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Charles Brockden Brown: A Study of Early American Fiction
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American Fiction American novelist appeared Arthur Mervyn attempted Brown wrote Caleb Williams Carwin Castle of Otranto cause CHAPTER Charles Brockden Brown Charlotte Temple Clithero Colden considerable Constantia constantly Cooper courage criticism death Dowden Edgar Huntly endeavored England English escape fancy father Female Quixotism fiction of Brown Fielder forest ghastliness give Hawthorne Hence hero horror Indians influence of Brown interest Jane Austen Jane Talbot liams literary literature living Marble Faun marry Miss Howard moral morbid mystery nation nature never novel Ormond peculiar Philadelphia philosophical plot poetry Pride and Prejudice prose fiction Prose Writers religious romance Rowson ruling spirit ruminate savage Scarlet Letter scenes Scott second paragraph seems Shelley sister sleep-walking soul Stanley Sterne story strange strength style tale Tenney things tion tirely ture vigor villain Waldeck Waldegrave weak wife wild wonderful yellow fever Zastrozzi
Página 15 - No author, without a trial, can conceive of the difficulty of writing a romance about a country where there is no shadow, no antiquity, no mystery, no picturesque and gloomy wrong, nor anything but a commonplace prosperity, in broad and simple daylight, as is happily the case with my dear native land.
Página 39 - One merit the writer may at least claim; that of calling forth the passions and engaging the sympathy of the reader, by means hitherto unemployed by preceding authors. Peurile superstition and exploded manners; Gothic castles and chimeras, are the materials usually employed for this end.
Página 36 - Wieland," is the moving principle of all the machinery, has this advantage over the latter, that it does not necessarily impair the effect by perpetually suggesting a solution of mysteries, and thus dispelling the illusion on whose existence the effect of the whole story mainly depends. The adventures, indeed, built upon it are not the most probable in the world ; but, waving this — we shall be well rewarded for such concession — there is no farther difficulty.
Página 51 - Brown's four novels, Schiller's Robbers, and Goethe's Faust were, of all the works with which he was familiar, those which took the deepest root in his mind, and had the strongest influence in the formation of his character.
Página 39 - Puerile superstition and exploded manners; Gothic castles and chimeras, are the materials usually employed for this end. The incidents of Indian hostility, and the perils of the western wilderness...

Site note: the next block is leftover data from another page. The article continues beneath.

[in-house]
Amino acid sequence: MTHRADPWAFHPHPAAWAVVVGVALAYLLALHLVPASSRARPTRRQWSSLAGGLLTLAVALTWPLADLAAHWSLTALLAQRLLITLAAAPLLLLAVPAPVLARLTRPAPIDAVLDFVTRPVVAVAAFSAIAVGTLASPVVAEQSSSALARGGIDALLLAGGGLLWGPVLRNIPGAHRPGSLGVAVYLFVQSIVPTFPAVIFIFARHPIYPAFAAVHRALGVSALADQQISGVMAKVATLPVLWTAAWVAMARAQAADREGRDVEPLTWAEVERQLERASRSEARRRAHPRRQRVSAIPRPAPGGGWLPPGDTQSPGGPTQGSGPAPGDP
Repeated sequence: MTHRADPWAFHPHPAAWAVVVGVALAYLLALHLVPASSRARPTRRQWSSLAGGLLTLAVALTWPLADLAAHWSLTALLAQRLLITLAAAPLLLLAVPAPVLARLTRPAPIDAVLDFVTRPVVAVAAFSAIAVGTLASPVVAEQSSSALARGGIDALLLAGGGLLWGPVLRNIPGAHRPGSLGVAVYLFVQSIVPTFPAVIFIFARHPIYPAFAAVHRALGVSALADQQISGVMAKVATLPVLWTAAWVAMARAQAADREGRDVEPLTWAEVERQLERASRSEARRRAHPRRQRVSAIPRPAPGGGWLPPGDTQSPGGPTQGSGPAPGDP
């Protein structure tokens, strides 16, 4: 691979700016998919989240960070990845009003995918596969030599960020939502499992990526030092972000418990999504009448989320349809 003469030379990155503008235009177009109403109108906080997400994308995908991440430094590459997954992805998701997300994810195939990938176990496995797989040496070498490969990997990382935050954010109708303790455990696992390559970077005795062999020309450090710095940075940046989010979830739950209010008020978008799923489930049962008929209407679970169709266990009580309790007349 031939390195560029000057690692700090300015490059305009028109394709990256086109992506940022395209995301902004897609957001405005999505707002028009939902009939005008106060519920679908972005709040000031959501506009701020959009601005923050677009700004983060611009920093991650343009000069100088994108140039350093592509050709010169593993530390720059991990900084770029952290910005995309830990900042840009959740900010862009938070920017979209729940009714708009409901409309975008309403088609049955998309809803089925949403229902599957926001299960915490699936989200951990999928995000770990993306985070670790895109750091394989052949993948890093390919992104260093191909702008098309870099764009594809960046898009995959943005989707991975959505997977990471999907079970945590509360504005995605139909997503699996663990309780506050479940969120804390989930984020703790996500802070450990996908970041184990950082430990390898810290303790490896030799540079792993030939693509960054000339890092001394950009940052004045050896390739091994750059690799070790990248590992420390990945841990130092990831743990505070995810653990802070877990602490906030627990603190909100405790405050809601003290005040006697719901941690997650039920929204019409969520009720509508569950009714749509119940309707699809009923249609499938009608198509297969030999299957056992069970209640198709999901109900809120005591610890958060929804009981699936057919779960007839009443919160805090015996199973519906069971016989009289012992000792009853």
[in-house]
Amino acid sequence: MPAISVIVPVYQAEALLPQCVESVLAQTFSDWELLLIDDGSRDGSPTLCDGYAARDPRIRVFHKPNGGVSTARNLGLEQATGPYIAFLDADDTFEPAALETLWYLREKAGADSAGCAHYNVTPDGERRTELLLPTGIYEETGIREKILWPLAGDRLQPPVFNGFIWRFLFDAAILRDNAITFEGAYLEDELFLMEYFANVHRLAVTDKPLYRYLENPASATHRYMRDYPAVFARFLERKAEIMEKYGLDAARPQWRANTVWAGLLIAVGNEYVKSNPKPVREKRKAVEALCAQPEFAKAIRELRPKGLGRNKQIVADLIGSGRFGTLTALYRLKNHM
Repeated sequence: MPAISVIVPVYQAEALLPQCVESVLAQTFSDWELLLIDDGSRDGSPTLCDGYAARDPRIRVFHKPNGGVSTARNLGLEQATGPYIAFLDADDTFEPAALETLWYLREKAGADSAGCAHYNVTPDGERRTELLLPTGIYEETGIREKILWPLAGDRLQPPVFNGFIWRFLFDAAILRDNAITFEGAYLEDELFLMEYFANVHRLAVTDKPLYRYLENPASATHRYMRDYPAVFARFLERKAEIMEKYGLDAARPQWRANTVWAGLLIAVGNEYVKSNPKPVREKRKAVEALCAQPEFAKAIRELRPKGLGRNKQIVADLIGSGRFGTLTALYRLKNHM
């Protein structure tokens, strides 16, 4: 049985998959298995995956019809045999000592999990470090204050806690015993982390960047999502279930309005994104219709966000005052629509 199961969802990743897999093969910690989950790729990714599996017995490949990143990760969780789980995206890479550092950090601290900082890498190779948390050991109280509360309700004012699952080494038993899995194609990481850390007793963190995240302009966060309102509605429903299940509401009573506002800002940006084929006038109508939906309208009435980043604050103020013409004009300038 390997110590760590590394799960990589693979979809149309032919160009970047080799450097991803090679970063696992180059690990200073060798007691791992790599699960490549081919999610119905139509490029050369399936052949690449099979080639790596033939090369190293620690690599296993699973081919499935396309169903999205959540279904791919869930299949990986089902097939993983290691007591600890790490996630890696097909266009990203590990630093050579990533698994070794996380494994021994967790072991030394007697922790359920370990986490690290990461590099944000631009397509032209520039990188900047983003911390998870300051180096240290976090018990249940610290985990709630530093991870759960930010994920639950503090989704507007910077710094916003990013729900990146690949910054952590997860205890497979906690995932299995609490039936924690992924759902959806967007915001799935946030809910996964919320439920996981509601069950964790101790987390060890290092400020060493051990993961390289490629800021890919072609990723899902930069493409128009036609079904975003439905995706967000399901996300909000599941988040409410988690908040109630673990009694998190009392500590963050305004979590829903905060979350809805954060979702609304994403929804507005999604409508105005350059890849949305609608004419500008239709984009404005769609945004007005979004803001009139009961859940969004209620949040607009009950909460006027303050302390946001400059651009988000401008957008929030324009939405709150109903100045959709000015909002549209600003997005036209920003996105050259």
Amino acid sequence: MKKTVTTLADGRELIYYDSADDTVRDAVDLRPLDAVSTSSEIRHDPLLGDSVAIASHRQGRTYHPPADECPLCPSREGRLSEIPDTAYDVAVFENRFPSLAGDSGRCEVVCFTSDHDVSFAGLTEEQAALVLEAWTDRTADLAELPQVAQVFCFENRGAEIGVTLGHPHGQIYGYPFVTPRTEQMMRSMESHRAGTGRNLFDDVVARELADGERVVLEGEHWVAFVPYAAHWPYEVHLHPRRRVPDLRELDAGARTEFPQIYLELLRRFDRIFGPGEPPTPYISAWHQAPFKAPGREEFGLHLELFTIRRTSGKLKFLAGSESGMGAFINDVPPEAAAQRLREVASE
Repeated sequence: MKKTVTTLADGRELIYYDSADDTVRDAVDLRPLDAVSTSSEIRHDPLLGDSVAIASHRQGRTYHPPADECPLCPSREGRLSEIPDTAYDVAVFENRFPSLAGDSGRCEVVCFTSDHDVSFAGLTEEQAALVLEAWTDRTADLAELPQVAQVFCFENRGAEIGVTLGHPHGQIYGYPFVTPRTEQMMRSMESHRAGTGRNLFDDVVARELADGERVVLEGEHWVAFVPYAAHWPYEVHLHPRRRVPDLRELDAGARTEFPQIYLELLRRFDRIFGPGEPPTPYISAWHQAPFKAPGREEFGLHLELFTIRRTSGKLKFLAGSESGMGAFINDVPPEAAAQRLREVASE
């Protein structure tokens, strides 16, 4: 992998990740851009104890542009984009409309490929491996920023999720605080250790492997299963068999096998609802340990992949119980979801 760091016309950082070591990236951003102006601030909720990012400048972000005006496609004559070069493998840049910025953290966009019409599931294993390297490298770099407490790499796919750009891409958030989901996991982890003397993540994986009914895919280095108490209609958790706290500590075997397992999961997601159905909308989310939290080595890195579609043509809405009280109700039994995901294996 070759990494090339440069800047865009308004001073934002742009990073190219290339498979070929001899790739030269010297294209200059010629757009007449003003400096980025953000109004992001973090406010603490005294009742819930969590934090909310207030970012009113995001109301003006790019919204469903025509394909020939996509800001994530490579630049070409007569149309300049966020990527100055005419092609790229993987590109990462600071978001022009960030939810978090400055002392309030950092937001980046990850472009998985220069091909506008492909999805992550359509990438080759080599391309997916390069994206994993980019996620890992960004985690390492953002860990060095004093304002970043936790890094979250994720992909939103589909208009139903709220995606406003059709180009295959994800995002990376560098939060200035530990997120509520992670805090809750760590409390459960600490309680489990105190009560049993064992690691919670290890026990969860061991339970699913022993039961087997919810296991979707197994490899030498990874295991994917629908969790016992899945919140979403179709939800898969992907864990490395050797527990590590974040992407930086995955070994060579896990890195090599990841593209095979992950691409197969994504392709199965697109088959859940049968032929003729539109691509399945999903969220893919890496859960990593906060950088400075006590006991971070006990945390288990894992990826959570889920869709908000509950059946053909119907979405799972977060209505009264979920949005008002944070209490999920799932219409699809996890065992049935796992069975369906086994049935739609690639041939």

Página 55 - Helena Cleves was endowed with every feminine and fascinating quality. Her features were modified by the most transient sentiments, and were the seat of a softness at all times blushful and bewitching. All those graces of symmetry, smoothness, and lustre, which assemble in the imagination of the painter when he calls from the bosom of her natal deep the Paphian divinity, blended their perfections in the shade, complexion, and hair of this lady.
Página 14 - They may probably claim to be regarded as having first opened the way to the successful cultivation of romantic fiction in this country. Great doubts were long entertained of our capabilities for immediate success in this department. We had none of the buoyant, stirring associations of a romantic age, none of the chivalrous pageantry, the feudal and border story, or...
Página 46 - Jane Talbot; very stupid book; some letters soso; but the old woman in it is so abominable, the young woman so weak and the young man (the only sensible one in the whole) the author of course contrives to bring to idiotcy at the end.
Página 14 - We had none of the picturesque varieties of situation or costume ; every thing lay on the same dull, prosaic level : in short, we had none of the most obvious elements of poetry: at least so it appeared to the vulgar eye. It required the eye of genius to detect the rich stores of romantic...
Página 57 - Poe," as some have called him, so vastly inferior is his art to his who produced the " Fall of the House of Usher." Brown's excellences are his graphic portrayals of action and his descriptions of wild nature. He had the art of stimulating expectation ; — it is hard to lay down one of his romances unfinished ; one reads on and on in a sort of ghastly dream until at length the end of the book completes the hideous nightmare.